Is it a buyer's or seller's market? | Real Estate Agent | BMO Harris
Connect with us
Young homebuyers shaking hands with real estate agent

There are natural ebbs and flows in the real estate market, sometimes in favor of buyers and other times, sellers. A buyer’s marketThird Party Link is when more people are selling homes than buying them, meaning there is an excess of supply. On the flip side, a seller’s marketThird Party Link is when there’s a shortage of homes up for grabs. Currently, the overall prediction is that the American real estate market will favor sellersThird Party Link.

Related: How feelings may impact the home-buying process

Here are a few tips to help you determine if you’re in a buyer’s or seller’s market, plus ideas on how to help your clients strike the best deal in either scenario.

First, find out if you’re in a buyer’s or seller’s market by answering the following questions:

  • How many homes are on the market? If there are many, you’re likely in a buyer’s market.
  • Are homes selling fast? Pay close attention to how many days the home has been on the market. If the numbers are low, you’re probably in a seller’s market.
  • What price point are homes selling at? Consider pricing trends – is there a tendency to cut prices or are homes generally selling above list price? If homes are selling above list price it could indicate a bidding war, and therefore a seller’s market. However, if homes are constantly dropping in price that would be indicative of a buyer’s market.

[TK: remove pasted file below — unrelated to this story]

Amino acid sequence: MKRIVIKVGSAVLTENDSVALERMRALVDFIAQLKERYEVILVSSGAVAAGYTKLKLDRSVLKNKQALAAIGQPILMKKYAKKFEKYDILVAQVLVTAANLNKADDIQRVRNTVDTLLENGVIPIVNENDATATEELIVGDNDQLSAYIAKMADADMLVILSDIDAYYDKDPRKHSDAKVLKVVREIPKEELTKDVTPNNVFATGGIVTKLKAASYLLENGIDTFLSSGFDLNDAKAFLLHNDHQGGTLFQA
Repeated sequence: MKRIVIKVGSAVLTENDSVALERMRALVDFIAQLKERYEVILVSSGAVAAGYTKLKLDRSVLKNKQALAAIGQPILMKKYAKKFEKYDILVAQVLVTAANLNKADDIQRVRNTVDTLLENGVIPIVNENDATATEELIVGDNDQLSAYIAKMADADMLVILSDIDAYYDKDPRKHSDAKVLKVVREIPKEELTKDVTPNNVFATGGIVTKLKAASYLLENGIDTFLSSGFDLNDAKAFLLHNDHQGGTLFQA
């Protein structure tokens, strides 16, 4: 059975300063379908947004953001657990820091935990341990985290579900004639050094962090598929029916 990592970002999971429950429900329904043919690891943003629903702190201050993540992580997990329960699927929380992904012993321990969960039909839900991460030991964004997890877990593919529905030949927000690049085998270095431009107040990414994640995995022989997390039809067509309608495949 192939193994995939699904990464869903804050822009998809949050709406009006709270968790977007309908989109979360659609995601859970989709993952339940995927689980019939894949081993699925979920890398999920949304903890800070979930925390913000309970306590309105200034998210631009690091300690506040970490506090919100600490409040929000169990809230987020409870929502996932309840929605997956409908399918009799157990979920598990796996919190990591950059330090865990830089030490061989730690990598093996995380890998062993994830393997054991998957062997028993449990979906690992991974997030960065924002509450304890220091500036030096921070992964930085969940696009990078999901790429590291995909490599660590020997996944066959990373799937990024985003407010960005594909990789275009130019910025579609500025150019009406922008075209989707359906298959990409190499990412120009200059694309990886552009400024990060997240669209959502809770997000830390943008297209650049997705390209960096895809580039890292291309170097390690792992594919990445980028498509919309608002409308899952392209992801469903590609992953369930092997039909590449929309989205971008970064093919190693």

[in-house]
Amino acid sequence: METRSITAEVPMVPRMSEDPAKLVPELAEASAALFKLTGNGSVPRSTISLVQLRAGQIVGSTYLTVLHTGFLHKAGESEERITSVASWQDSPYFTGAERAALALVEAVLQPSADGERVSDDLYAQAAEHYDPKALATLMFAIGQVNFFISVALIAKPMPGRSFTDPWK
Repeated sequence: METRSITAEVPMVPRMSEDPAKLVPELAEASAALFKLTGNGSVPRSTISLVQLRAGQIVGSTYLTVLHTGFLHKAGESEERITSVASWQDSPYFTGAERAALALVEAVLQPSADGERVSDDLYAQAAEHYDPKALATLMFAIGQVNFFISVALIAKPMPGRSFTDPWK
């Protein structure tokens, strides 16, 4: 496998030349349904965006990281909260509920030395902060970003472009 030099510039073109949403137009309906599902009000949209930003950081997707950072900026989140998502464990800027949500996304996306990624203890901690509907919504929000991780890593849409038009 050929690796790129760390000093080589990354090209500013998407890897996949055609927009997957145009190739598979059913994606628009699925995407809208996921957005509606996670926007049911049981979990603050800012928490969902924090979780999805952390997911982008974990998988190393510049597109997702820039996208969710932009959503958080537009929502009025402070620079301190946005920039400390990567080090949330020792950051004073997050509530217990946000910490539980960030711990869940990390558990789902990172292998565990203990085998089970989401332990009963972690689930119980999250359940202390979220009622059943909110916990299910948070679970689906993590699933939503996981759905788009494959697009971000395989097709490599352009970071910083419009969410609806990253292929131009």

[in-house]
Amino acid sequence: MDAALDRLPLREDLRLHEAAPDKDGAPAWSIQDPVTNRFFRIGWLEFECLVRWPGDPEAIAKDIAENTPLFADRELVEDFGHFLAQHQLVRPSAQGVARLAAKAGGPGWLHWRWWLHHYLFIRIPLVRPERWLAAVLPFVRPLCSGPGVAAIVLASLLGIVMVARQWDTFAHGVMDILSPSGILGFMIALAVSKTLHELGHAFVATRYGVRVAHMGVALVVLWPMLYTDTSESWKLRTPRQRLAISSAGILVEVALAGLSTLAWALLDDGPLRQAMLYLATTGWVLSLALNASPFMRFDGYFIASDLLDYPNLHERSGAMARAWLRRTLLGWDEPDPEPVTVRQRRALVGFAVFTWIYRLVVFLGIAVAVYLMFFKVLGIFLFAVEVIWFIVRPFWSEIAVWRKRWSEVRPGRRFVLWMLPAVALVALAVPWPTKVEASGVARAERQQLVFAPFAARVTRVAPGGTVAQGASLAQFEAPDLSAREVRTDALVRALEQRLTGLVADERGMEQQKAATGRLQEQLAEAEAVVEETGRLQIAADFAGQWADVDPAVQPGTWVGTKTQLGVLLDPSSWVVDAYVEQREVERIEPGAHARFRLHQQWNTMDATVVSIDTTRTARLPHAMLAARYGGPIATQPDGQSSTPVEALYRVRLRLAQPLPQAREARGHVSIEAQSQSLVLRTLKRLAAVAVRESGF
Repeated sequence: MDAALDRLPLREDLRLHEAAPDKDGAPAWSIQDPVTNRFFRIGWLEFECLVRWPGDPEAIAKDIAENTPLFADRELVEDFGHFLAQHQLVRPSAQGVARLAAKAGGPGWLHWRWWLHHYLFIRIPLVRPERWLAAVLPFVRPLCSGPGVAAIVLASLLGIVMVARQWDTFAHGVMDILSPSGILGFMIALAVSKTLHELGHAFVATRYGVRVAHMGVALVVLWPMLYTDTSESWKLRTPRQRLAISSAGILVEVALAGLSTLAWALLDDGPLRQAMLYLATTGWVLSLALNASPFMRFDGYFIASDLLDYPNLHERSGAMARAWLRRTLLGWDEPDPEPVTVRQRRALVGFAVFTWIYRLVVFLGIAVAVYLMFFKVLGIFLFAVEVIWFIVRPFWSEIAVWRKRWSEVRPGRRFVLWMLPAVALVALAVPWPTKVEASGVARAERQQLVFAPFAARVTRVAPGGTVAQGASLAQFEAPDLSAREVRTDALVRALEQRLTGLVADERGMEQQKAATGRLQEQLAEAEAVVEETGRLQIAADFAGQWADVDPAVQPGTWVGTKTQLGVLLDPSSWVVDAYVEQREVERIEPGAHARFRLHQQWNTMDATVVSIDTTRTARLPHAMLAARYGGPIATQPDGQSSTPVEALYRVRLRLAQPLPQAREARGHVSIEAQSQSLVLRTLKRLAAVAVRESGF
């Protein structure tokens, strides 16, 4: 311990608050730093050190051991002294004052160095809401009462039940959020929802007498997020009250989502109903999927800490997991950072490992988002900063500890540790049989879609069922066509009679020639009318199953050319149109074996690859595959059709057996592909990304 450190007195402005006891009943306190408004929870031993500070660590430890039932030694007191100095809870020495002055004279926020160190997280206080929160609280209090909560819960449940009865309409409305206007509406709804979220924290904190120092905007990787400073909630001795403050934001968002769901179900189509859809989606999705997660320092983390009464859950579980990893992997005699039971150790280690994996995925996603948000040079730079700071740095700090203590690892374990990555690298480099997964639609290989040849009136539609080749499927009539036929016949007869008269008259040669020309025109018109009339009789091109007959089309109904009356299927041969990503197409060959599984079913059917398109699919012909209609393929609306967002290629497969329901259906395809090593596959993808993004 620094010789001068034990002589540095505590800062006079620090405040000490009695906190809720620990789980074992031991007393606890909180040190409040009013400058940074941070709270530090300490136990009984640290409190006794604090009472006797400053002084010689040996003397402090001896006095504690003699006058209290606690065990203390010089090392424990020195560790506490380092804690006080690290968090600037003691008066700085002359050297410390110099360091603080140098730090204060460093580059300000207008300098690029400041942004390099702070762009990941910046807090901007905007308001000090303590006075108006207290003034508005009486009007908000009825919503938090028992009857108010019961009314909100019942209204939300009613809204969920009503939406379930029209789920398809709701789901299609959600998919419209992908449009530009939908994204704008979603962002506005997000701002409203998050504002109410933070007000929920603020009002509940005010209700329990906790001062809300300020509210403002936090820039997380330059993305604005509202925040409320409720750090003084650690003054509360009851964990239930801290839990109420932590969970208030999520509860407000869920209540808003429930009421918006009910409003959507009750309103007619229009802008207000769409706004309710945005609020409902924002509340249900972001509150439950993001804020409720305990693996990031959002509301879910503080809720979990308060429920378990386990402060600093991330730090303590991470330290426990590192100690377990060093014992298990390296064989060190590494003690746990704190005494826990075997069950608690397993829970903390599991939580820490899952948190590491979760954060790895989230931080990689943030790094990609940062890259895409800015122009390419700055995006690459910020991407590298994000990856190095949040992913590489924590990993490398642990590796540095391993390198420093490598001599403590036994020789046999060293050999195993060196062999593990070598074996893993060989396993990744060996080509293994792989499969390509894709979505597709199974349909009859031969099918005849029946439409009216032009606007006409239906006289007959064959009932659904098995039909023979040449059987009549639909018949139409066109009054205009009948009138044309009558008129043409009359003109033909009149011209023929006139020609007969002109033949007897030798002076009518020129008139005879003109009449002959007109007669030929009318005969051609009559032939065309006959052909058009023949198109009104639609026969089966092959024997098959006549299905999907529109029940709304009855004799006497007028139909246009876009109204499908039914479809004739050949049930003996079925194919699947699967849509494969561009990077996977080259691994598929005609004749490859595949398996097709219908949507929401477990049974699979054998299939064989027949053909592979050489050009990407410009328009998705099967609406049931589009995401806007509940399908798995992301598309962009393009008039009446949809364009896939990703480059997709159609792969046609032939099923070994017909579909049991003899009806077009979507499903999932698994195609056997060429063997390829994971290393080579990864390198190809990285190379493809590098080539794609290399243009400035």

Related: 4 client red flags to look out for

What to do during a buyer’s market

If your client is a buyer:

  • Research how long their preferred home has been on the market to determine how much negotiating power your buyers may have.
  • Investigate how many homes are on the market and what comparable homes are listed for, in an effort to get your buyers the best price.
  • Explain that they’re likely to have more options and negotiating room if the seller is motivated.
  • Consider going for a price that’s slightly below or at asking.

If your client is a seller:

  • Determine how motivated they are to sell – if they need to sell quickly, have a discussion about reducing the price to edge out other homes on the market.

Related: The best price is not always your client’s price

  • Be flexible – both with the terms of sale and showing times to make it easier for potential clients.
  • Don’t leave things to chance – be sure all repairs are made (big or small) to ensure the home is in the best possible shape. You don’t want to lose a buyer due to a small detail such as dirty carpets or messy bedrooms!  


Related: 7 homebuyer turnoffs your sellers should know about

What to do during a seller’s market

If your client is a buyer:

  • Remember that supply is less than demand, so homes are more likely to be higher priced. Look at comparable houses and figure out a price that’s fair – but don’t push your clients higher than they’re comfortable or far beyond the home’s worth.